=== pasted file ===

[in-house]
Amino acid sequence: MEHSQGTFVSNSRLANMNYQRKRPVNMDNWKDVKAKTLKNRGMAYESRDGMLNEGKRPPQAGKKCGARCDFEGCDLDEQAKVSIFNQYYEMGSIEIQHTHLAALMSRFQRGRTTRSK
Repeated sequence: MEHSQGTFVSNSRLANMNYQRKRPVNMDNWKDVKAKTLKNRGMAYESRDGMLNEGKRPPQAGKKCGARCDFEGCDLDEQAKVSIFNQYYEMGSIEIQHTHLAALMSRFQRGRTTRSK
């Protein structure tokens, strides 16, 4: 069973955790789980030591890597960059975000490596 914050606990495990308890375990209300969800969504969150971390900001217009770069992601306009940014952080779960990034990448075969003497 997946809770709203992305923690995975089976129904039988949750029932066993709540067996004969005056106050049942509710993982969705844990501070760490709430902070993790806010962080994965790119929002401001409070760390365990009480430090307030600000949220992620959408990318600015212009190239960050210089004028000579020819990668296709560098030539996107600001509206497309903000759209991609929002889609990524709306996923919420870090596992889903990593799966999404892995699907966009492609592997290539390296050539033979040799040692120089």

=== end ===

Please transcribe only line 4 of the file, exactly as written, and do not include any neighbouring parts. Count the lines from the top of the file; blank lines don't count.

């Protein structure tokens, strides 16, 4: 069973955790789980030591890597960059975000490596 914050606990495990308890375990209300969800969504969150971390900001217009770069992601306009940014952080779960990034990448075969003497 997946809770709203992305923690995975089976129904039988949750029932066993709540067996004969005056106050049942509710993982969705844990501070760490709430902070993790806010962080994965790119929002401001409070760390365990009480430090307030600000949220992620959408990318600015212009190239960050210089004028000579020819990668296709560098030539996107600001509206497309903000759209991609929002889609990524709306996923919420870090596992889903990593799966999404892995699907966009492609592997290539390296050539033979040799040692120089």